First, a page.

The designers at Nimbus must have sat down one day with the intention to create a Transformer, this time not based on a car, but a boat.
The aft sunpad connects to a trio of — sometimes — adjoining bench seats with movable backrests. The side bench seats can face the full-scale dining table that can fold open to full size and seat nine.
Alternatively, for when you want to get to the beach as fast as possible, the table can be folded in half and the side bench seats can be rotated 90 degrees to sit side by side and provide a row of forward-facing seats, complementing the long aft sofa behind.
In front of the main social zone are two seats alongside the helm to keep the pilot company, giving you forward-facing seating for 11-12 people when required. And that doesn’t include the foredeck
The helm position has got all the toys to hand — two screens displaying all the relevant running and navigation instrumentation, as well as the bow thruster, joystick and Skyhook.
The latter is a real gem. Arrive in the marina short-handed, engage the Skyhook to keep the boat stationary while you prep the lines and fenders, and then use the joystick to get into the berth. Step ashore and tie up. The system is so good and easy to use that it’s laughable.
Fridges, drawers, lockers, a sink and a grill inhabit the unit between seating area and the helm, and there isn’t a cubic inch anywhere that isn’t dedicated to storage space — under the floors, under the lifting bench seat, and under the aft sunpad.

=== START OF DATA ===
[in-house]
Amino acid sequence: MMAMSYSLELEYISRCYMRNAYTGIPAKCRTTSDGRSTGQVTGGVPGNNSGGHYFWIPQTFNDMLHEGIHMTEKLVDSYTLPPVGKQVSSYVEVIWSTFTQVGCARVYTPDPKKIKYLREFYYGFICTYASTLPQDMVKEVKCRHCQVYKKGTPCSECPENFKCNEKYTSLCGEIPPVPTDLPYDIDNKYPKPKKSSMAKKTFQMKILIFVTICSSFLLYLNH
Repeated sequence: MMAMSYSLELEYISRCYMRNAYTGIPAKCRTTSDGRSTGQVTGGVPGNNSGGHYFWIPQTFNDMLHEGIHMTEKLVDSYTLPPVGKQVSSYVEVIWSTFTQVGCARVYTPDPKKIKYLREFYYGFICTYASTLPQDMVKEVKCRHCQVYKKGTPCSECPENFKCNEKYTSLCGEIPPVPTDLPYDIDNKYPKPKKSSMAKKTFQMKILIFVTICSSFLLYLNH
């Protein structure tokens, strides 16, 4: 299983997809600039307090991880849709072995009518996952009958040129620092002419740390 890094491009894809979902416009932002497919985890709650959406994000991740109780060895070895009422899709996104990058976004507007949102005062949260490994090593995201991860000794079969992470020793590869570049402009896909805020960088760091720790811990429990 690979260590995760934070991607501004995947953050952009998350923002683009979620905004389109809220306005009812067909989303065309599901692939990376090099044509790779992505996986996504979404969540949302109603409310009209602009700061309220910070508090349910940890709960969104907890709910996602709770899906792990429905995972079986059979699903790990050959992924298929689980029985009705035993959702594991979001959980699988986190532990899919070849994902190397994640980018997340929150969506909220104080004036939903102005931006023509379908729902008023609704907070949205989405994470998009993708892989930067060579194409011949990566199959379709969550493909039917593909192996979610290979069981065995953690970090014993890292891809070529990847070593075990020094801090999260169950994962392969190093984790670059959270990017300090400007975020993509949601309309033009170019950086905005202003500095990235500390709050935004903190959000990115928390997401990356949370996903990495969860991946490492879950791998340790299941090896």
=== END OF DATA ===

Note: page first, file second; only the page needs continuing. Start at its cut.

Remarkably, the whole aft bench seat opens upwards on an electric or hydraulic ram to reveal a huge amount of storage space below. Inboard engines are going to take up some of that space if you have them fitted, which may be a good reason to stay with the outboards.
Forward & Below
Forward a little more, on the port side, and down three craftily designed offset steps, and you are in the main cabin. This boasts a full-size double berth, almost 2m of headroom, and a fully-fitted bathroom with head, basin and separate shower.
Hull windows let in the light, and so does a deck hatch, so this is no dark cave. Turn hard right and down another step, and you’ll find another double cabin. This one fits into the void under the cockpit floor, so it’s a thoroughly practical feet-first-and-slide-in arrangement.
Forward of the helm position is the front deck sun pad arrangement, with storage underneath, naturally. There’s a windlass and anchor locker, of course.
The build quality of the Nimbus T11 is better than first class. There are no rattles and no wobbles. This is the first time I’ve seen a T-top arrangement that has absolutely no movement in it — solid as a rock.
The finish throughout the boat is impeccable, from the hull construction to the stainless steel, and from the teak deck to the thoughtful provision of appropriate handholds, rails and grab points. Even the upholstery is top quality and fun. Nimbus call it ‘Tomato’, but it looks like a happy fire-engine red to me.
Here’s the real skinny: if you can produce a powerboat that impresses a sailor, you’re doing something quite extraordinary. I’ll never give up sailing, but now I want a powerboat, too: a Nimbus T11.
This article first appeared on Yacht Style.